Woman loses thousands in scam that targets elderly
The victim of a scam that targets the elderly hopes her experience will be a learning lesson for others.
Last week, 91-year-old Lorraine received a call from someone claiming to be her oldest grandson.
"He said, 'Grandma, I need your help.' I said, 'Oh I don't recognize you at all.' He said, 'I have a terrible, terrible cold.'" Lorraine said.
The grandson imposter told her he'd been in an accident, was in jail and needed $4,000 to get out. He begged her to keep it a secret and even put others on the phone claiming to be a judge and public defender. Two days later, the scammer asked for $2,000 more.
"He was very convincing, very convincing," Lorraine said.
Lorraine complied, buying Green Dot prepaid cards. On the back, there's a number, and Lorraine gave it to the scammers over the phone, giving them access to the money instantly. The cards are untraceable, so Lorraine's money is gone.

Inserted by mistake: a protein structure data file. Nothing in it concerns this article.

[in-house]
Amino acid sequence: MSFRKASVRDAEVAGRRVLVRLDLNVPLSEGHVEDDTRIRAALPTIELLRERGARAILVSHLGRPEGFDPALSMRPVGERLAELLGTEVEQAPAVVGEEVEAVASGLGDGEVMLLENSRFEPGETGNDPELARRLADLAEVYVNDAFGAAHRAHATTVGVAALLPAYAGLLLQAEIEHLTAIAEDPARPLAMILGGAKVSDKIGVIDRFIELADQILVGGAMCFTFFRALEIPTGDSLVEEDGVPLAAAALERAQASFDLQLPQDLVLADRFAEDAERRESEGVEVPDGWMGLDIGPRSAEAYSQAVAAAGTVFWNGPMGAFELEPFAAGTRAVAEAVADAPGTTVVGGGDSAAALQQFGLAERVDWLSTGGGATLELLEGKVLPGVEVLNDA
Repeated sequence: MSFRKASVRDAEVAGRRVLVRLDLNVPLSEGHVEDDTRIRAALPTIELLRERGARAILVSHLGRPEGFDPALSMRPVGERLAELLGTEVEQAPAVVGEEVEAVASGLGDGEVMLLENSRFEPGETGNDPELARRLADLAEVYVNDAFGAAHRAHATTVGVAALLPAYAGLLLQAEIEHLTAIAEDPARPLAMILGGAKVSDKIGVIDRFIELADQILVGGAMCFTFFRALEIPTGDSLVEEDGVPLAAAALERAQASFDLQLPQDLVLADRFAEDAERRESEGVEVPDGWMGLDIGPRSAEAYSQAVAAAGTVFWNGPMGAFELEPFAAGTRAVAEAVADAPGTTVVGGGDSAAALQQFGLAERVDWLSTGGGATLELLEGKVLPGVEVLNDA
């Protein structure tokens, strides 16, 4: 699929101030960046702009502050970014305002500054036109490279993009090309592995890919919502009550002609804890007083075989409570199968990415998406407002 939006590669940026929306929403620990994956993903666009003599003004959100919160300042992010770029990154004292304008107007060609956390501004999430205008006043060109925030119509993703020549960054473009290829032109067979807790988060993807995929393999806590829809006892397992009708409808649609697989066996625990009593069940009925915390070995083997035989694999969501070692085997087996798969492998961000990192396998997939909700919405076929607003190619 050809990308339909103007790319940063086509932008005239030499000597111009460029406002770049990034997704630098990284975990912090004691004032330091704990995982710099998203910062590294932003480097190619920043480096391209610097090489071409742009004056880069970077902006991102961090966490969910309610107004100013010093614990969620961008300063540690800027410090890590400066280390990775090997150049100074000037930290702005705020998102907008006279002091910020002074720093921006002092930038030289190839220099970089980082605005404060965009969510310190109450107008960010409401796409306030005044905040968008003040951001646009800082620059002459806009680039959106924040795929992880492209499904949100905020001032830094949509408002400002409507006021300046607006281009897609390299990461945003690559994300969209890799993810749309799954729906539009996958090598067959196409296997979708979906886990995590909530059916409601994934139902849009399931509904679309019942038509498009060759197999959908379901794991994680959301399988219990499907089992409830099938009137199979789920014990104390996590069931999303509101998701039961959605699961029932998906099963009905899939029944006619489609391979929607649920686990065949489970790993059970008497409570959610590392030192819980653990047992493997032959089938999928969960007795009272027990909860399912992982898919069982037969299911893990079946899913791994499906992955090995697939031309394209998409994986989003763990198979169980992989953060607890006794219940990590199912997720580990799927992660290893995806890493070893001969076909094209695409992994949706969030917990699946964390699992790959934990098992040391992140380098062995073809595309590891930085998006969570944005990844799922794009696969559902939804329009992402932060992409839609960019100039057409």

"My mom is a savvy individual. She is well-read, and if it can happen to a 91-year-old that is with it, it can happen to anyone," said Barb, Lorraine's daughter.
Police said this is a scam that has been circulating in the community. Lt. Catherine Buckley said if you get a call asking you for money, slow down. Scammers will usually prompt potential victims to act fast. So don't immediately hand off the money. Talk it over with someone.
Lorraine has some advice too.
"If somebody comes up to you and asks you for money, check it out first, which I should've done," she said.
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